parties expressly waived any defense that they had an
adequate remedy at law. By its own terms, the Agreement
expired in 2008.
three brothers initially worked for Wallace Electric, but
Doss left his employment in 1994. At the time Doss left
Wallace Electric, he owned one-sixth of the issued stock. He
did not offer to sell his stock to the company as required by
the Bylaws and Agreement, however, because he planned to
return to the company "at some point." Nor did
Wallace Electric attempt to buy Doss's stock when his
2003, during a review of the company's status, Gary and
Phillip realized that Wallace Electric had not repurchased
Doss's stock after Doss left the company. Phillip
contacted Doss to inquire about Wallace Electric repurchasing
Doss's stock, but they never discussed a purchase price
because Doss adamantly refused to sell it. Phillip allegedly
spoke to Doss again about selling the stock in 2006 or 2007,
to no avail.
August 2011, Doss filed a complaint for an accounting and
damages against Gary and Phillip, alleging breach of
fiduciary duty and tortious deprivation of his interest in
Wallace Electric, and seeking punitive damages and attorney
fees. He subsequently moved to add Wallace Electric as a
defendant, and filed an amended complaint to add claims that
are not relevant to the instant appeal.
Phillip, and Wallace Electric (collectively "the
defendants") filed an answer, a counterclaim seeking
damages and fees for abusive litigation, and an amended
counterclaim. In the amended counterclaim, the defendants
argued that, as a matter of equity, Doss should be ordered to
sell his stock back to Wallace Electric at the 1994 value.
Doss moved to dismiss the counterclaim as untimely, but the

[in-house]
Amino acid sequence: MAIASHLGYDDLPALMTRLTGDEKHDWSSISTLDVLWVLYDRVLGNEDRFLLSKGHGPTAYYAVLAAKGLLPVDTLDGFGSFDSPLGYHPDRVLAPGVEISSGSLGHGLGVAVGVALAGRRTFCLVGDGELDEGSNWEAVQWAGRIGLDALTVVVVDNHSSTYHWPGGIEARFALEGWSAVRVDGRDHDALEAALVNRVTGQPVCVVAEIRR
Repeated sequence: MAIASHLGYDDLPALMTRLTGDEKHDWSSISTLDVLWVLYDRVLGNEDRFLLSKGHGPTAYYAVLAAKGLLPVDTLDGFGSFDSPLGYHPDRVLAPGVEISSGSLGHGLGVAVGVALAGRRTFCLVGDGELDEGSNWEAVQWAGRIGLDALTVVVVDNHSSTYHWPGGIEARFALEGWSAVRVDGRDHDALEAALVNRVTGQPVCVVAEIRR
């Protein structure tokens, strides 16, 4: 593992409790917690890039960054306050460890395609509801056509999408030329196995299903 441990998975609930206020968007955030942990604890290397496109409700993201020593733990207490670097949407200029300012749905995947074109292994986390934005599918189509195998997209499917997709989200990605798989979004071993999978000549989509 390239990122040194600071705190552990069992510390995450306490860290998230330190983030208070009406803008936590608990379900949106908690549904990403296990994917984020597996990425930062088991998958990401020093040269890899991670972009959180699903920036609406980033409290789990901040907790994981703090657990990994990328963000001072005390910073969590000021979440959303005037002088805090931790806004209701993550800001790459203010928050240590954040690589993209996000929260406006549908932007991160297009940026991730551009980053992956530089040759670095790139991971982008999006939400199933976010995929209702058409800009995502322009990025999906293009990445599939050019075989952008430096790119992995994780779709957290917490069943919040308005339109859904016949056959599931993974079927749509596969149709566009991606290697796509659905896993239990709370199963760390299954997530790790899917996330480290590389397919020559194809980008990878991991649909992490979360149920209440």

trial court denied the motion.
2015, Doss notified Wallace Electric that he wished to sell
his shares back to the company at their present value. He
also filed a motion for specific performance, demanding that
Wallace Electric repurchase the 25 percent interest in stock
that he now owned as a result of his father's shares
being reabsorbed into the company, at Wallace Electric's
2015 book value. In response, the defendants tendered Doss a
check in the amount of $54, 200, which represented the 1994
book value of Doss's 16.67 percent interest in the
company at that time. Doss rejected this offer. At the time,
the book value of Wallace Electric was just over $8 million.
bench trial, the parties agreed that there should be a buyout
of Doss's shares. The parties disagreed, however, about
which document controlled the buyout and the appropriate year
for valuing Doss's stock. Doss contended that Article V
of the Bylaws controlled the manner and value of the stock
purchase, and that his offer to sell his stock in 2015
required Wallace Electric to purchase the stock at the 2015
value. The defendants argued that the Agreement controlled
because the Bylaws expired prior to the effective date of the
Agreement, the Agreement superseded the Bylaws, and
therefore, Doss was obligated to sell his stock at the 1994
trial court found in favor of Phillip and Gary, and ordered
Doss to sell his shares at the 1994 value. In doing so,
however, the trial court initially did not expressly rule on
any of the parties' specific legal arguments. Doss
appealed to the Supreme Court of Georgia,  which vacated the
trial court's order and remanded for the trial court to
make factual findings and state its legal conclusions. See
Wallace v. Wallace, 301 Ga. 195 (800 S.E.2d 303)
remand, the trial court found that (1) the Agreement governed
the dispute because it superseded and replaced Article V of
the Bylaws; (2) the Agreement was not executory in nature;
(3) Doss breached the Agreement in 1994 when he failed to
sell his stock upon leaving Wallace Electric; (4) the
defendants' counterclaims were timely because Doss's
breach continued through 2008, the complaint was filed within
the statute of limitations, and the counterclaims related
back to the timely-filed complaint; (5) an equitable remedy
was appropriate to give effect to the parties' intent and
required the conclusion that Doss be held to the terms of the
Agreement as if he had sold his shares in 1994 when he left
the company; and (6) in light of this conclusion, Doss's
remaining claims were moot. This appeal followed.
several related enumerations of error, Doss argues that the
trial court erred in concluding that (a) the counterclaim was
timely; (b) the Agreement controlled; and ...